‘Remain In Light’, is the fourth studio album by the ‘Talking Heads’, released in 1980 this record marks a change in writing style for the band who had previously written all their music around David Byrnes lyrics. In this effort the band experimented with African polyrhythms and loops while writing, conversely Byrne only wrote his lyrics after the music was completed. While this process proved lengthy, it did attract the services of Brain Eno who had refrained from working with the band again until he heard the demos.

The album itself received overwhelmingly positive reviews upon release and is now considered to be the ‘Talking Heads’ best album by many music critics. Rolling Stone ranked the album as the 11th best album of the 80’s and the 43rd best album ever.

The Album starts with the Funk inspired ‘Born under punches’, a track that could have been taken from a funkadelic record with its staccato guitars and dreary backing vocals. The track itself is about a paranoid government man, however several parallels have since been made between Byrne and his fictional protagonist.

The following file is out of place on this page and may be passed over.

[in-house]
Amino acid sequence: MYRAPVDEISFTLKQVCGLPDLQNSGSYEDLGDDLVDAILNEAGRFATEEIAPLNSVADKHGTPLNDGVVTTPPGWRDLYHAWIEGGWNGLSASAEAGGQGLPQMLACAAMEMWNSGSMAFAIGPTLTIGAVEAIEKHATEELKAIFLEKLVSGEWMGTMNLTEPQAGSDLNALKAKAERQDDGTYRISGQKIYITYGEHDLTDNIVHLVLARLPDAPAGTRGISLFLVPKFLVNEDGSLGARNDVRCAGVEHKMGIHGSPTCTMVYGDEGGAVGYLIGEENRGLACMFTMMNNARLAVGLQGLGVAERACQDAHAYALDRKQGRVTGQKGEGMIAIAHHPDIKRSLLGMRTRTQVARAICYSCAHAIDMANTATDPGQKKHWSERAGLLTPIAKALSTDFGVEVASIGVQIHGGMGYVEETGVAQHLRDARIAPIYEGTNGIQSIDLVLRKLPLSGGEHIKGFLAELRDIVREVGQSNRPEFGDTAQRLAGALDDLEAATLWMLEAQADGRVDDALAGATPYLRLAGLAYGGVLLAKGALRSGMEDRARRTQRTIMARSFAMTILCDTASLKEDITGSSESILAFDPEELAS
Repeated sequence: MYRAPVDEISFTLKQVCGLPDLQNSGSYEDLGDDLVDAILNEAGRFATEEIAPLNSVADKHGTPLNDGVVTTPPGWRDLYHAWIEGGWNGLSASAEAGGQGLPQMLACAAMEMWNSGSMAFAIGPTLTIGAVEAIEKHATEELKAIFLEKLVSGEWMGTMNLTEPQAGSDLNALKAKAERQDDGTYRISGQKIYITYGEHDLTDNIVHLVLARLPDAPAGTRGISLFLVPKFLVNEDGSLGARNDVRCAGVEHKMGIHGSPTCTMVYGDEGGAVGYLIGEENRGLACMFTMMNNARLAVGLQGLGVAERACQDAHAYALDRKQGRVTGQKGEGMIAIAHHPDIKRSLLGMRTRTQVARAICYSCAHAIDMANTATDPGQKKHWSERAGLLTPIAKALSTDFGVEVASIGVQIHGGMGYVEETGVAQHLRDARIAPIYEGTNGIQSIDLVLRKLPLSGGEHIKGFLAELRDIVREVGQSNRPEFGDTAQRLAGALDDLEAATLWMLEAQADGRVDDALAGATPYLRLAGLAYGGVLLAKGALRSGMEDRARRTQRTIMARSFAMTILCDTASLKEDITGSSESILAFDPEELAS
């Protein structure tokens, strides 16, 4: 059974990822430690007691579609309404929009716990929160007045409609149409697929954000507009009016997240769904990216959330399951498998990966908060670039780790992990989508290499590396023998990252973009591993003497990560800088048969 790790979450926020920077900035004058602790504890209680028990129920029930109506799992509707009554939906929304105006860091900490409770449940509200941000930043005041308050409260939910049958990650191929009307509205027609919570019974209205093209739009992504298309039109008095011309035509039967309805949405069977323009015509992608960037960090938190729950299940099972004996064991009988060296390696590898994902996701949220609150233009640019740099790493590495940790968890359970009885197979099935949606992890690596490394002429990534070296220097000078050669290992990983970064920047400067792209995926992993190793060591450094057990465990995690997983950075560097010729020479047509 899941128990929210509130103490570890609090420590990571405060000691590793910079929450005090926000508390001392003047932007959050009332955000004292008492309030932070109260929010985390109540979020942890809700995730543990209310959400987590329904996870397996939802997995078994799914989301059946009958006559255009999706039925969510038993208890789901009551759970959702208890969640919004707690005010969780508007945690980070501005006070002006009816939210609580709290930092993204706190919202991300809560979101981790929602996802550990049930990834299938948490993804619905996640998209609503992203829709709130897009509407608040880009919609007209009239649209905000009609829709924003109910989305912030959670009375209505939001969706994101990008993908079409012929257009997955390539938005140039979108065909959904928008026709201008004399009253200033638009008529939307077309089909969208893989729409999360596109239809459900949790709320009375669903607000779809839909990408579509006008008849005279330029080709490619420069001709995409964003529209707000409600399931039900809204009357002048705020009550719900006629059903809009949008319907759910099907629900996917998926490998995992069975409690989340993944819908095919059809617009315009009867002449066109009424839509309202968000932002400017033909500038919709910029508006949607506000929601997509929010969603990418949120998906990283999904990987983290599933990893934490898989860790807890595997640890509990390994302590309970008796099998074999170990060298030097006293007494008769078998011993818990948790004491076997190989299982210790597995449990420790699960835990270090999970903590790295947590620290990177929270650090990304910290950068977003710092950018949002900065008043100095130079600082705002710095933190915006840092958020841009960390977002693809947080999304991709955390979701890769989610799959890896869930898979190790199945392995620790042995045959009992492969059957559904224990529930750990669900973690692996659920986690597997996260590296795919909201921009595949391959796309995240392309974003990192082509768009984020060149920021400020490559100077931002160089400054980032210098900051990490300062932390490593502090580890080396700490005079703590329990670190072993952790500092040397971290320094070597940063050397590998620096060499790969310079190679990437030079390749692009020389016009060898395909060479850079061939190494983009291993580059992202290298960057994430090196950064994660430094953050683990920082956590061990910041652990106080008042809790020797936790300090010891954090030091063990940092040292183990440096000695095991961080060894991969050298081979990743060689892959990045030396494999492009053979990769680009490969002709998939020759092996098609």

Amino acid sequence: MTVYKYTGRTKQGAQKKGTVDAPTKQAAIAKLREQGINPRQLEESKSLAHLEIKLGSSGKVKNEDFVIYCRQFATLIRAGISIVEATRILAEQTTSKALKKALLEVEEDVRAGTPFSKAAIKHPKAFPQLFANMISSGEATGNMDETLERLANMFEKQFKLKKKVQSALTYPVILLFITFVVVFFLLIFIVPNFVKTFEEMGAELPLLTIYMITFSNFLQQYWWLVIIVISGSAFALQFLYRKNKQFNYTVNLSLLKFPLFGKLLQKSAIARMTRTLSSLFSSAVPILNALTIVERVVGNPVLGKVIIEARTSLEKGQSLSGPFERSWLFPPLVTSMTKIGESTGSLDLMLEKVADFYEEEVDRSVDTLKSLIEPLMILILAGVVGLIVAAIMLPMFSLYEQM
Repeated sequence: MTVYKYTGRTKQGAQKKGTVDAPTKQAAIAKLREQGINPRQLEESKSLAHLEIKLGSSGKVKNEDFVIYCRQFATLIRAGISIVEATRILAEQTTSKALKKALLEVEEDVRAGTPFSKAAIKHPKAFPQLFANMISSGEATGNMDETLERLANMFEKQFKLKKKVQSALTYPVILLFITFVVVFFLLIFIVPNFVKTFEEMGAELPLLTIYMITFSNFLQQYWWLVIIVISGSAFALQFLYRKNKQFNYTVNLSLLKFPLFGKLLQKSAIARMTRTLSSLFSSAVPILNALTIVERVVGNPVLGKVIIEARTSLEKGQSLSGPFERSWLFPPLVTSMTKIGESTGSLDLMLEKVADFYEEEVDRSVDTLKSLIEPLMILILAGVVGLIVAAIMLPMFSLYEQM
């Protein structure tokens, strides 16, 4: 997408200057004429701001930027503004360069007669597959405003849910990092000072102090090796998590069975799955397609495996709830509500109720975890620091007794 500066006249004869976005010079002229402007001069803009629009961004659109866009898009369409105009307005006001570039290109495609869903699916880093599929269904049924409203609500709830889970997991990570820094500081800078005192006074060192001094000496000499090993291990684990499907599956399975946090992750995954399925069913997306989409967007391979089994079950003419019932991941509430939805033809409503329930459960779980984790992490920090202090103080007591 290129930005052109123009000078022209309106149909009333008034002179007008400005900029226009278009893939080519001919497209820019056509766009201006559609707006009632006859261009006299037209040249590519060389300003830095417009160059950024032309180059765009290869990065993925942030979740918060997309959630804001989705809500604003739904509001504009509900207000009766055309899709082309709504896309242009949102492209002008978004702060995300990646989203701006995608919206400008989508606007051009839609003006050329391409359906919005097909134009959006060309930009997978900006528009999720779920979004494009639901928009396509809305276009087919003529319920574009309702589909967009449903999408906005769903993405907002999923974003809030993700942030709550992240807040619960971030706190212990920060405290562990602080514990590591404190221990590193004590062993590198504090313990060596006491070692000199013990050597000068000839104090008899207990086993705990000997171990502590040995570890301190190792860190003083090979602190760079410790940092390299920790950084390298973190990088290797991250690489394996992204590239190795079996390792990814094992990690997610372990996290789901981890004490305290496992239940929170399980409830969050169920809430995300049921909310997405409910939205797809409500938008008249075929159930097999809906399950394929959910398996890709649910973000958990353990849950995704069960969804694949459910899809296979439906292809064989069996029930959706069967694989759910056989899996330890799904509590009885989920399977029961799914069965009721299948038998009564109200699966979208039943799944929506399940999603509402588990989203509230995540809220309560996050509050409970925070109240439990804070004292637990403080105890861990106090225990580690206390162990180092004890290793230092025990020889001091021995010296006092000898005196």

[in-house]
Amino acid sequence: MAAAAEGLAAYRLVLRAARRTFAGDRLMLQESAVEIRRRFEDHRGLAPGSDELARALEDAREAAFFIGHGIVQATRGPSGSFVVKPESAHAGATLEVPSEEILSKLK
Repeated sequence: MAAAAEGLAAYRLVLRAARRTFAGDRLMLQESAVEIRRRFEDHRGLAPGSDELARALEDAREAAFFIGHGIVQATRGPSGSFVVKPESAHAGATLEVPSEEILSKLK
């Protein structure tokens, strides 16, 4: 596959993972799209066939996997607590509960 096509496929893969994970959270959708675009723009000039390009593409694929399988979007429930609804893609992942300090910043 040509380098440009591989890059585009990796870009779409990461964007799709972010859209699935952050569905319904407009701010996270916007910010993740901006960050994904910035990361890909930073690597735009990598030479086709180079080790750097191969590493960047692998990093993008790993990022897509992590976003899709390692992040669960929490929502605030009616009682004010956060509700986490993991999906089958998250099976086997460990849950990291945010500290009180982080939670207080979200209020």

This funky aspect of the band’s music, can be heard across the entire length of the album, ‘Crosseyed and Painless’ is a high energy funk tune with James Brown like percussion and a driven groovy bass line that penetrates through the looped guitars.

‘Once in a lifetime’ is perhaps the only commercially focussed track on the record, with a more guitar driven rock sound than other tracks. Still experimenting with the loops and samples, this is a slightly more controlled experiment and understandably the standout track on the record.

During the second half of the album the African influences become much more apparent, the instrumental section in ‘Houses in motion’ is a fantastic example of many different musical influences coming together to create a very catchy groove that makes the song great despite some questionable vocal performances.

‘Listening wind’ creates a dark and spacious atmosphere with some slow polyrhythms and very politically driven vocals that still sound relevant today. Some unusually powerful guitar solos help to create a tension that keeps the song interesting for its duration. This atmosphere is carried over in to the album closer ‘The Overlord’, an apocalyptic track in which not much happens musically, but sonically this would sound at home in a movie theatre with very expansive sounds.

Overall ‘Remain In Light’ is a fantastic fusion of sounds that is now unmistakably ‘Talking Heads’, every track is interesting enough to keep you listening and provides an eccentric example of what music can be when the boundaries are removed and experimentation becomes a key part of the writing process.

This Talking Heads article was written by Harrison Moore, a GIGsoup contributor

UNFORGOTTEN : Talking Heads 'Remain In Light' (1980)

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